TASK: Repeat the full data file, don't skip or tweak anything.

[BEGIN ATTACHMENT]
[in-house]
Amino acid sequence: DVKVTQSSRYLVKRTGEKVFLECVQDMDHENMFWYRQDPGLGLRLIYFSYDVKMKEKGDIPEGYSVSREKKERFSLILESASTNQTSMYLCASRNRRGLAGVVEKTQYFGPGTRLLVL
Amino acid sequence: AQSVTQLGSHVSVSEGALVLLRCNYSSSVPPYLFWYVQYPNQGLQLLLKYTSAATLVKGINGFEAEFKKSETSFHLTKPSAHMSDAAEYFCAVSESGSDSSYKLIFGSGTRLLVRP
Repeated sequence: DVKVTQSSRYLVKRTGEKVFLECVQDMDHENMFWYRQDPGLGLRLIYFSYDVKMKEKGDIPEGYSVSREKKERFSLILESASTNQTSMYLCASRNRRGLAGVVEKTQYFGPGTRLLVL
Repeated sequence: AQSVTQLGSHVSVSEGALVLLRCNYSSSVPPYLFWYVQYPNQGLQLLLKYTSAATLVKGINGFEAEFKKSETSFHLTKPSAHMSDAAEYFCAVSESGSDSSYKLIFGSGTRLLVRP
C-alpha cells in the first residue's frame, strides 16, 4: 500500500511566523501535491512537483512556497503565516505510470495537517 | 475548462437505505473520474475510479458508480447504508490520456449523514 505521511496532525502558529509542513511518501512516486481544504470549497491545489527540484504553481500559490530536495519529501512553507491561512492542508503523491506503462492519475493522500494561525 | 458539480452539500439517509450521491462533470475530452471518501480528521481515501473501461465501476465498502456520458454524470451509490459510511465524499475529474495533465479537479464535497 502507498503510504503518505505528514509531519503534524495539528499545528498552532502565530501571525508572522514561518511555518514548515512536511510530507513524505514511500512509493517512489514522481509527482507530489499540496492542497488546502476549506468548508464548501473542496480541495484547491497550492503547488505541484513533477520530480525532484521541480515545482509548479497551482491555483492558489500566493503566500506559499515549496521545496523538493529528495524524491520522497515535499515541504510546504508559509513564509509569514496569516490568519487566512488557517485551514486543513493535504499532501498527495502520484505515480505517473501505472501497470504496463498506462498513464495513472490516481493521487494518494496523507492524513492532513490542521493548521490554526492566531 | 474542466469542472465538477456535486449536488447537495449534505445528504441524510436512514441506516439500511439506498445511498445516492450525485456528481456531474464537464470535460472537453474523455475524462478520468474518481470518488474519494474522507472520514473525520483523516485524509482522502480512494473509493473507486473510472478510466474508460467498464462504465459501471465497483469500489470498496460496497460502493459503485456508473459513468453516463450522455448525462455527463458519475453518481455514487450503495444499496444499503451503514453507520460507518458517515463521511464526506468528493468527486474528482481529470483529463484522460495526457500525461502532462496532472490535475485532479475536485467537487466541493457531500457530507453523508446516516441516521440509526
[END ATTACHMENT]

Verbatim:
[in-house]
Amino acid sequence: DVKVTQSSRYLVKRTGEKVFLECVQDMDHENMFWYRQDPGLGLRLIYFSYDVKMKEKGDIPEGYSVSREKKERFSLILESASTNQTSMYLCASRNRRGLAGVVEKTQYFGPGTRLLVL
Amino acid sequence: AQSVTQLGSHVSVSEGALVLLRCNYSSSVPPYLFWYVQYPNQGLQLLLKYTSAATLVKGINGFEAEFKKSETSFHLTKPSAHMSDAAEYFCAVSESGSDSSYKLIFGSGTRLLVRP
Repeated sequence: DVKVTQSSRYLVKRTGEKVFLECVQDMDHENMFWYRQDPGLGLRLIYFSYDVKMKEKGDIPEGYSVSREKKERFSLILESASTNQTSMYLCASRNRRGLAGVVEKTQYFGPGTRLLVL
Repeated sequence: AQSVTQLGSHVSVSEGALVLLRCNYSSSVPPYLFWYVQYPNQGLQLLLKYTSAATLVKGINGFEAEFKKSETSFHLTKPSAHMSDAAEYFCAVSESGSDSSYKLIFGSGTRLLVRP
C-alpha cells in the first residue's frame, strides 16, 4: 500500500511566523501535491512537483512556497503565516505510470495537517 | 475548462437505505473520474475510479458508480447504508490520456449523514 505521511496532525502558529509542513511518501512516486481544504470549497491545489527540484504553481500559490530536495519529501512553507491561512492542508503523491506503462492519475493522500494561525 | 458539480452539500439517509450521491462533470475530452471518501480528521481515501473501461465501476465498502456520458454524470451509490459510511465524499475529474495533465479537479464535497 502507498503510504503518505505528514509531519503534524495539528499545528498552532502565530501571525508572522514561518511555518514548515512536511510530507513524505514511500512509493517512489514522481509527482507530489499540496492542497488546502476549506468548508464548501473542496480541495484547491497550492503547488505541484513533477520530480525532484521541480515545482509548479497551482491555483492558489500566493503566500506559499515549496521545496523538493529528495524524491520522497515535499515541504510546504508559509513564509509569514496569516490568519487566512488557517485551514486543513493535504499532501498527495502520484505515480505517473501505472501497470504496463498506462498513464495513472490516481493521487494518494496523507492524513492532513490542521493548521490554526492566531 | 474542466469542472465538477456535486449536488447537495449534505445528504441524510436512514441506516439500511439506498445511498445516492450525485456528481456531474464537464470535460472537453474523455475524462478520468474518481470518488474519494474522507472520514473525520483523516485524509482522502480512494473509493473507486473510472478510466474508460467498464462504465459501471465497483469500489470498496460496497460502493459503485456508473459513468453516463450522455448525462455527463458519475453518481455514487450503495444499496444499503451503514453507520460507518458517515463521511464526506468528493468527486474528482481529470483529463484522460495526457500525461502532462496532472490535475485532479475536485467537487466541493457531500457530507453523508446516516441516521440509526